Friday, March 18, 2011

7 More PML Infections and 1 More Death in Tysabri Patients; 102 Total PML/Tysabri Patients (March 2011)

This morning I woke up very early cause I had to make my way the hospital for my Rituxan infusion.  Very proud of myself that I was actually up early and could check some email before leaving.  I happened to check my blog stats and noticed that someone at BiogenIdec had been reading my blog posts related to Tysabri/PML patients.

Hmmm, what was going on over at Biogen I thought?  So I conducted a search for newly reported cases of PML and found nothing.  I lurked over at cafepharma and saw that a couple of (anonymous) people were discussing a new total of 102 cases.  I searched for news announcements on Twitter.....nothing came up.  So I left a quick thought around 6am.

After returning home late this afternoon, I find that indeed a brief Nasdaq article had been published this afternoon.  The first version was pulled within 10 minutes (before I could read it) but a corrected version quickly took it's place.  The correction can be found below.

Out of 102 reported cases to date, 42 (41%) have occurred in the United States, 55 (54%) occurred in Europe, and 5 (5%) were elsewhere in the world.  The total number of deaths in the 102 cases is 21 patients representing a 20.6% death rate amongst those Tysabri patients diagnosed with PML (progressive multifocal leukoencephalopathy).

CORRECT: Biogen Reports 7 More Infections In Tysabri Patients

("Biogen: 7 More Infections, 1 More Death In Tysabri Patients," at 4:09 EDT, misstated the regional distribution of cases in the eighth paragraph. The correct version follows:)

By Thomas Gryta

NEW YORK -(Dow Jones)- Biogen Idec Inc. (BIIB) reported seven more cases of a rare brain infection among multiple-sclerosis patients taking Tysabri, sold with Elan Corp. (ELN) bringing the total number of affected patients to 102 as of March 4.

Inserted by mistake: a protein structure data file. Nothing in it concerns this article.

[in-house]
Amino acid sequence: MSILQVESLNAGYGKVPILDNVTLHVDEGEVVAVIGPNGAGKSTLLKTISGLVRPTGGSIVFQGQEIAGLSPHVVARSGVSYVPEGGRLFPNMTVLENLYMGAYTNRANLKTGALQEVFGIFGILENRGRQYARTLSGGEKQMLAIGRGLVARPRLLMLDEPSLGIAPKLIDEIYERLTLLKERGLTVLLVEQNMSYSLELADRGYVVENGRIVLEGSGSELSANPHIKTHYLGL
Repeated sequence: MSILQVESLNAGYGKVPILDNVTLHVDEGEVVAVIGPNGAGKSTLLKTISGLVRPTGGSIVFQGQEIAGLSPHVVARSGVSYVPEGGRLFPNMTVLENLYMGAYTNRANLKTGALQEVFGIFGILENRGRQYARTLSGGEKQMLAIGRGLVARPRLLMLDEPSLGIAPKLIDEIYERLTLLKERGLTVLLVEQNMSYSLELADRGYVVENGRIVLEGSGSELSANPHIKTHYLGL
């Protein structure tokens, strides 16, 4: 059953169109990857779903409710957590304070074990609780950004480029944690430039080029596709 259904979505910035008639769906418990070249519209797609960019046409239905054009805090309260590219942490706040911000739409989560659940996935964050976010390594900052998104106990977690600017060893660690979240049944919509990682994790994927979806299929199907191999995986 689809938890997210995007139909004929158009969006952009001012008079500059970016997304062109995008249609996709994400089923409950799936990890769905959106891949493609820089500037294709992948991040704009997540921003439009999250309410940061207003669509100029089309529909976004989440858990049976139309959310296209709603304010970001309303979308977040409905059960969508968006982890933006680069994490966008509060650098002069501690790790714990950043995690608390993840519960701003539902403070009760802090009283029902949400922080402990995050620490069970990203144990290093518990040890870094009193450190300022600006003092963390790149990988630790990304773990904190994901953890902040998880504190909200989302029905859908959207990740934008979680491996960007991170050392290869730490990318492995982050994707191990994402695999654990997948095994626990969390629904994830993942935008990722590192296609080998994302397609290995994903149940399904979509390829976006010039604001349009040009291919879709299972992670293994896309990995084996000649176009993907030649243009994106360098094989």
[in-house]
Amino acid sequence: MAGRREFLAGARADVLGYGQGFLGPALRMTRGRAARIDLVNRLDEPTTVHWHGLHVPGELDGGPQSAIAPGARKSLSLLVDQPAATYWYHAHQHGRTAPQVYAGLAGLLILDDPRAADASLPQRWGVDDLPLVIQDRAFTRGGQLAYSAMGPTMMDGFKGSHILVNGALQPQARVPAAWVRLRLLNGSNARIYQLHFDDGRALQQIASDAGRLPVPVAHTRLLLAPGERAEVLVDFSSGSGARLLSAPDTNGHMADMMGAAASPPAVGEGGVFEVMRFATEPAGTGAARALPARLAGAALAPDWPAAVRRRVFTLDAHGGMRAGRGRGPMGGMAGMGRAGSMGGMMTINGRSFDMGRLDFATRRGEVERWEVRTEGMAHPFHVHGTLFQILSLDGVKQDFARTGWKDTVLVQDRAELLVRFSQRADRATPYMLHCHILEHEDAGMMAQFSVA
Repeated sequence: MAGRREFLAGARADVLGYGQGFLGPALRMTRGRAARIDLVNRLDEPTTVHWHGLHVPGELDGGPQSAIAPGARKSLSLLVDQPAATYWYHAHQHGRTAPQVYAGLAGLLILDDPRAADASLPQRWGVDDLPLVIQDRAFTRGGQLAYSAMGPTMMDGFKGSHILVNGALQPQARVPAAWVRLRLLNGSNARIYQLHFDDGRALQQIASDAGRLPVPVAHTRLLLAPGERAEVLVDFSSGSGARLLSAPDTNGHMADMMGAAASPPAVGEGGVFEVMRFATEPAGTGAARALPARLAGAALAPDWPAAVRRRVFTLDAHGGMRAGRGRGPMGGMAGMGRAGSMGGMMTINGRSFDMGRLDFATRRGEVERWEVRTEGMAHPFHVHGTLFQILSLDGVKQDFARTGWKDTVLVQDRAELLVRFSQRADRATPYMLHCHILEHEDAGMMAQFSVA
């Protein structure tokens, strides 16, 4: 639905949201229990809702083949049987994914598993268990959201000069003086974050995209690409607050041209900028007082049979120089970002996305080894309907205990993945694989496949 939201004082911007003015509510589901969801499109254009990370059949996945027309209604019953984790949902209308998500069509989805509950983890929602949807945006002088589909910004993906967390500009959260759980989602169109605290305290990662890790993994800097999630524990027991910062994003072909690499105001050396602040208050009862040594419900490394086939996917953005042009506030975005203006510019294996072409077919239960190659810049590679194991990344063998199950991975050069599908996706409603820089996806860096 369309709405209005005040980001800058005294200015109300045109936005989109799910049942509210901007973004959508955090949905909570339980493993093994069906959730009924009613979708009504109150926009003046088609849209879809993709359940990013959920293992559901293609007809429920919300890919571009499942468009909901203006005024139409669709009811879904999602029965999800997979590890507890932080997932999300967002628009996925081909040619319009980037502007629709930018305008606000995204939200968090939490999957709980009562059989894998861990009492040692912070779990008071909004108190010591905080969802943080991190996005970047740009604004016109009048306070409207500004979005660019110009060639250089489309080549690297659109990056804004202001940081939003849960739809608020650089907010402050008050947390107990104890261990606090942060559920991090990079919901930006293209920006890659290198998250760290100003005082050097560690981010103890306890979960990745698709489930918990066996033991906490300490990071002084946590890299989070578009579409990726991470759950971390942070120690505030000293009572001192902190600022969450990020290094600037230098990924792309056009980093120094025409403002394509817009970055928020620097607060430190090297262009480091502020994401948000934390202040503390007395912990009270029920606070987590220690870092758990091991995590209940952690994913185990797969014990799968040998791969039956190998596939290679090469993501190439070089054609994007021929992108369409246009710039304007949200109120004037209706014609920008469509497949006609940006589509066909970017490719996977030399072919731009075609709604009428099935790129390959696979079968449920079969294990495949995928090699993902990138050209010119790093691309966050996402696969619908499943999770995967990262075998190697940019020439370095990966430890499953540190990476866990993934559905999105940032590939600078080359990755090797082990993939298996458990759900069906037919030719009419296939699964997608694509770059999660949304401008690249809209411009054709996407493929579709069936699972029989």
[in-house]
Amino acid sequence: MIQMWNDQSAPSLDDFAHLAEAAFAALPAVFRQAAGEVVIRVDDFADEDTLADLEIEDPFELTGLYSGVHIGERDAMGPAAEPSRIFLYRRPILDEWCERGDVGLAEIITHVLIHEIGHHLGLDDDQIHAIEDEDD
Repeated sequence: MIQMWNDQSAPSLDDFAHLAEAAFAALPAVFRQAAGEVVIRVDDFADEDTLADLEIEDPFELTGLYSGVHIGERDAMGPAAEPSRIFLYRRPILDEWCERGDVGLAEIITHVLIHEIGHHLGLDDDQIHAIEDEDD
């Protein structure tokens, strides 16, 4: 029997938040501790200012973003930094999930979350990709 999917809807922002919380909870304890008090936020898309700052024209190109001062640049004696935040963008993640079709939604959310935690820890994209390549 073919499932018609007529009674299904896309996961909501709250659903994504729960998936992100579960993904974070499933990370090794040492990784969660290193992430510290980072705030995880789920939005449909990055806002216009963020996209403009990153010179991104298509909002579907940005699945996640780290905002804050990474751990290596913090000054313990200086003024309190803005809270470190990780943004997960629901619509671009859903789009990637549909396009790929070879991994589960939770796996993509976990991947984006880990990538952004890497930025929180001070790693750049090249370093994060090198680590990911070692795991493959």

The Weston, Mass., biotech company reported that one more of those patients has died, bringing total deaths to 21. The cases of the infection--known as progressive multifocal leukoencephalopathy, or PML--are closely watched as the MS market becomes increasingly competitive.

The drug is generally regarded as highly effective, but mostly used for patients that have stopped responding to other drugs or have aggressive cases of the disease.

Biogen recently halted enrollment in a major clinical trial aimed at testing the earlier use of Tysabri, citing a slower-than-expected pace of finding participants and the desire to devote resources toward "risk stratification" efforts for the drug.

Biogen is developing a blood test that may better determine the chances of patients contracting PML. The test recently received CE Mark approval in Europe and the companies are conducting large studies of its effectiveness.

Regulators have said that they monitor cases of PML as they occur and have concluded that the benefits of the medicine outweigh the risks. Tysabri was withdrawn from the market in 2005 and relaunched in 2006--because of its effectiveness--with a strict access plan that monitors patients.

The overall global PML rate is now at 1.23 per 1,000 patients. A Biogen spokeswoman said the current PML figure is "still generally within what we saw in clinical trials."

Of the total PML cases, 42 were in the U.S., 55 were in the European Union and five in other areas.

The risk of the infection generally increases with the number of monthly infusions that a patient receives, but that rate appears to drop after 30 months. Biogen is studying this drop and warns there is limited information from patients on the drug longer than 36 months.

The most-recent data translate to a rate of 1.87 cases per 1,000 patients on the drug for a year or longer, rising to 2.41 per 1,000 for those on the drug for two years or longer, and dropping to 1.4 for more than three years.

Looked at another way, the rate is about 1.68 cases per 1,000 patients on the drug for between two and three years. The incidence is about 0.44 case per 1,000 patients in those using it for one to two years, and it is essentially nonexistent in patients using it for less than a year.

-By Thomas Gryta, Dow Jones Newswires; 212-416-2169;
(END) Dow Jones Newswires
  Copyright (c) 2011 Dow Jones & Company, Inc.

1 comment:

  1. I'm so glad I got off that drug! At this point I've tried them all, even chemo and i am going to stick with Copaxzone. Nicole